Immigration judges are appointed by the Attorney General and are employees of the Department of Justice. Unlike their regular federal judge counterparts, who have life-tenure, immigration judges can be fired by the Attorney General. Courts certainly have established “aspirational” case completion goals in order to move overall caseloads along, but numeric quotas have never been explicitly tied to judges individual performance evaluations. This will no doubt jeopardize an immigration judge’s ability to remain independent and impartial.
“The very concept [of a quota system] is in conflict with independent decision-making authority of judges,” says Judge Tabaddor, “because it pits the judges’ personal livelihood to mere completion of cases faster through the system, rather than making decisions that are based on the fact and the law of the case as they took the oath to do.”
One could also argue that mandatory quotas will lower the quality of adjudications and perhaps even compromise due process. The Immigration and Nationality Act requires that a respondent in removal proceedings be given a “reasonable opportunity” to examine and present evidence. Most respondents in removal proceedings do not speak English as their primary language. A strict time frame for judges to complete their cases would no doubt interfere with that judge’s ability to assure that this important federal right to examine and present evidence is respected.
Related to this, Judges may now feel more pressure to deny requests for continuances. An unrepresented person making his or her first appearance before an immigration judge may need more time to find an attorney. An individual seeking political asylum may need more time to gather and develop evidence that is often very difficult to obtain from his or her home country. Reasonable continuances are often necessary to allow individuals time to develop their case.
Here’s a novel idea. What about increasing the budgets for the immigration courts? Remember the backlog number above? 680,000 cases! Immigration courts are way under-funded relative to the budgets of immigration enforcement agencies. In the government’s 2017 fiscal year, the combined budgets of Immigration and Customs Enforcement (“ICE”) and Customs and Border Protection (“CBP”) exceeded $20 billion. By comparison, EOIR’s was about $420 million.
Let’s face it. By imposing numeric quotas on immigration judges, we’re doing little more than enabling the Trump Administration’s broader agenda of streamlining removal procedures in to so it can deport massive numbers of people at the expense of due process. The immigration court system can only function if due process is respected. This can only be accomplished if the judges have enough time to carefully review each case, conduct a thorough and fair hearing, deliberate the case, and then when all this is done, issue a well-reasoned decision that is consistent with the facts and relevant law.
Just recently Time Magazine named German Chancellor Angela Merkel as its “Person of the Year”. Among other things, Time noted her role in Europe’s migration crises. Time wrote that Chancellor Merkel had provided “steadfast moral leadership in a world where it is in short supply.”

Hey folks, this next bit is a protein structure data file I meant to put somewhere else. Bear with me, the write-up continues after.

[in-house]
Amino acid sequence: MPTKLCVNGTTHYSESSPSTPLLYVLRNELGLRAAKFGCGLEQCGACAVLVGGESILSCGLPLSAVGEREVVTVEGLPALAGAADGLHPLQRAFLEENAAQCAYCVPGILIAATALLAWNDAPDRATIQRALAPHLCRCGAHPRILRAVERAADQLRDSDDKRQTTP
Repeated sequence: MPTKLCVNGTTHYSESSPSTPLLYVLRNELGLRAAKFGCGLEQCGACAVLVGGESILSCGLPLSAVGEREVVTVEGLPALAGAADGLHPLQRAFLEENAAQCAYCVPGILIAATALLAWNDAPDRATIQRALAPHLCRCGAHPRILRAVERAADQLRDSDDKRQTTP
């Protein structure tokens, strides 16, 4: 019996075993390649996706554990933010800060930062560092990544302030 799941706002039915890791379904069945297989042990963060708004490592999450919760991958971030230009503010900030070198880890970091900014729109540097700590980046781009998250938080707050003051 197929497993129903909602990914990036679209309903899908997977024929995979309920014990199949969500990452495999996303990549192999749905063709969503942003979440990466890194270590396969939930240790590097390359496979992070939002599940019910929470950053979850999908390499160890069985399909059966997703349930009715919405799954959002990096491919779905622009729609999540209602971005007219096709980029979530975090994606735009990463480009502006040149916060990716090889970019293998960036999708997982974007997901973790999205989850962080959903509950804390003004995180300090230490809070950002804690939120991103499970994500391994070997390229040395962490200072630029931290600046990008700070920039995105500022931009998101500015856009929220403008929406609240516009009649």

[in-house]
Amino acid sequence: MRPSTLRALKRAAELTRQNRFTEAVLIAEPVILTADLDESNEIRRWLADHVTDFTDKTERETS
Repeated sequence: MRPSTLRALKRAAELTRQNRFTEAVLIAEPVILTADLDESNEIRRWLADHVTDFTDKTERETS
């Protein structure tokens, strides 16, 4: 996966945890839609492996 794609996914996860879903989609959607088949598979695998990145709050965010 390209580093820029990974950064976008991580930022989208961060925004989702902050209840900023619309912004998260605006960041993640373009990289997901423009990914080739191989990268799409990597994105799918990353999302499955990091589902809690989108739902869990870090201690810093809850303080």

Do you know who came in third place? Donald Trump (just behind Abu Bakr al-Baghdadi, head of the Islamic State militant group, commonly known as ISIS).
So let’s see if I have this straight. Time said that Chancellor Merkel was deserving of the award because, among other reasons, by the end of 2015, “she had steered the [European Union] through not one but two existential crises” with the second being a “thunderclap. In late summer, Merkel’s government threw open Germany’s doors to a pressing throng of refugees and migrants; a total of 1 million asylum seekers are expected in the country by the end of December.”
Susan Rice, President Obama’s National Security Advisor, was quoted in Time that “[Chancellor Merkel] has demonstrated particularly bold moral and practical leadership on the refugee crisis, welcoming vulnerable migrants despite the political costs[.]” I could not agree more.
And what of Candidate Trump? Well, Candidate Trump has engaged in fear mongering, including proposing a plan to ban Muslims from entering the United States; that’s right, Candidate Trump says we need a “total and complete shutdown of Muslims entering the United States until our country’s representatives can figure out what is going on.” Constitutional? I doubt it.
Nevertheless, the tragic events in Paris and, more recently, in San Bernardino, California, have ramped up Congressional efforts to, among other things, halt the U.S. refugee resettlement program (which yes, includes Muslims trying to come to the United States because they’re fleeing persecution in their own countries).
Quite frankly, there is no need for Congress to end the refugee program for Syrians and Iraqis or to even impose additional security measures. The U.S. refugee program already subjects every individual who will enters the U.S. pursuant to it to extremely rigorous checks performed by multiple federal agencies. Indeed, after decades of operation, not a single refugee has committed a reported act of terrorism in the U.S.
Fortunately, most legal scholars believe that Candidate Trump’s plan would be unconstitutional. In fact, his plan was even rejected by politicians from both sides of the political aisle, including former Vice President Dick Cheney and House Speaker Paul Ryan. In a press conference, Speaker Ryan denounced Candidate Trump’s comments by stating that they don’t reflect who we are as a nation (or even the Republican Party for that matter).
The campaign trail rhetoric continues to be atrocious (as is some, but thankfully not all, of the rhetoric in Washington, D.C.). I can only hope that reasoned and informed opinions prevail.